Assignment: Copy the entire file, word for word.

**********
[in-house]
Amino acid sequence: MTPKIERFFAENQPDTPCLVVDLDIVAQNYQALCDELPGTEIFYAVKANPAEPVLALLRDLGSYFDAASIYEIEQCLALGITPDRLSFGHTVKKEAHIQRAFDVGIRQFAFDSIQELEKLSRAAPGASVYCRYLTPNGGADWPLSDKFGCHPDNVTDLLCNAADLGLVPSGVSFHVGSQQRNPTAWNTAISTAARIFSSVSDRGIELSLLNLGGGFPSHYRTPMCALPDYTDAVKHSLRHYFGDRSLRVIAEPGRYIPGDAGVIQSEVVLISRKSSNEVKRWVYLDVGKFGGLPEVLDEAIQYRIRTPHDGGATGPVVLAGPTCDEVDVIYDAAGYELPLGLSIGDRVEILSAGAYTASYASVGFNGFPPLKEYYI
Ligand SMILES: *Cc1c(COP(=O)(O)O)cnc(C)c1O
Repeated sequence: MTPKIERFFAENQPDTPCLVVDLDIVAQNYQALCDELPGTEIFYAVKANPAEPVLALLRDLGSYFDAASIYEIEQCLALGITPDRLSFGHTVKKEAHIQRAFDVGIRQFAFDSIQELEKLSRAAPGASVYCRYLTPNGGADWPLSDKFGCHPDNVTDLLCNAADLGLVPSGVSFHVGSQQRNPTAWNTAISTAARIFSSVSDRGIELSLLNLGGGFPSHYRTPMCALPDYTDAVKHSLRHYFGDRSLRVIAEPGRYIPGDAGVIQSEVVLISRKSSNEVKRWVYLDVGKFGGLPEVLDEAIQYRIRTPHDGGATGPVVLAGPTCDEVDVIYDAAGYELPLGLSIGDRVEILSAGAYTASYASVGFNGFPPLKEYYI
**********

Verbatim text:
[in-house]
Amino acid sequence: MTPKIERFFAENQPDTPCLVVDLDIVAQNYQALCDELPGTEIFYAVKANPAEPVLALLRDLGSYFDAASIYEIEQCLALGITPDRLSFGHTVKKEAHIQRAFDVGIRQFAFDSIQELEKLSRAAPGASVYCRYLTPNGGADWPLSDKFGCHPDNVTDLLCNAADLGLVPSGVSFHVGSQQRNPTAWNTAISTAARIFSSVSDRGIELSLLNLGGGFPSHYRTPMCALPDYTDAVKHSLRHYFGDRSLRVIAEPGRYIPGDAGVIQSEVVLISRKSSNEVKRWVYLDVGKFGGLPEVLDEAIQYRIRTPHDGGATGPVVLAGPTCDEVDVIYDAAGYELPLGLSIGDRVEILSAGAYTASYASVGFNGFPPLKEYYI
Ligand SMILES: *Cc1c(COP(=O)(O)O)cnc(C)c1O
Repeated sequence: MTPKIERFFAENQPDTPCLVVDLDIVAQNYQALCDELPGTEIFYAVKANPAEPVLALLRDLGSYFDAASIYEIEQCLALGITPDRLSFGHTVKKEAHIQRAFDVGIRQFAFDSIQELEKLSRAAPGASVYCRYLTPNGGADWPLSDKFGCHPDNVTDLLCNAADLGLVPSGVSFHVGSQQRNPTAWNTAISTAARIFSSVSDRGIELSLLNLGGGFPSHYRTPMCALPDYTDAVKHSLRHYFGDRSLRVIAEPGRYIPGDAGVIQSEVVLISRKSSNEVKRWVYLDVGKFGGLPEVLDEAIQYRIRTPHDGGATGPVVLAGPTCDEVDVIYDAAGYELPLGLSIGDRVEILSAGAYTASYASVGFNGFPPLKEYYI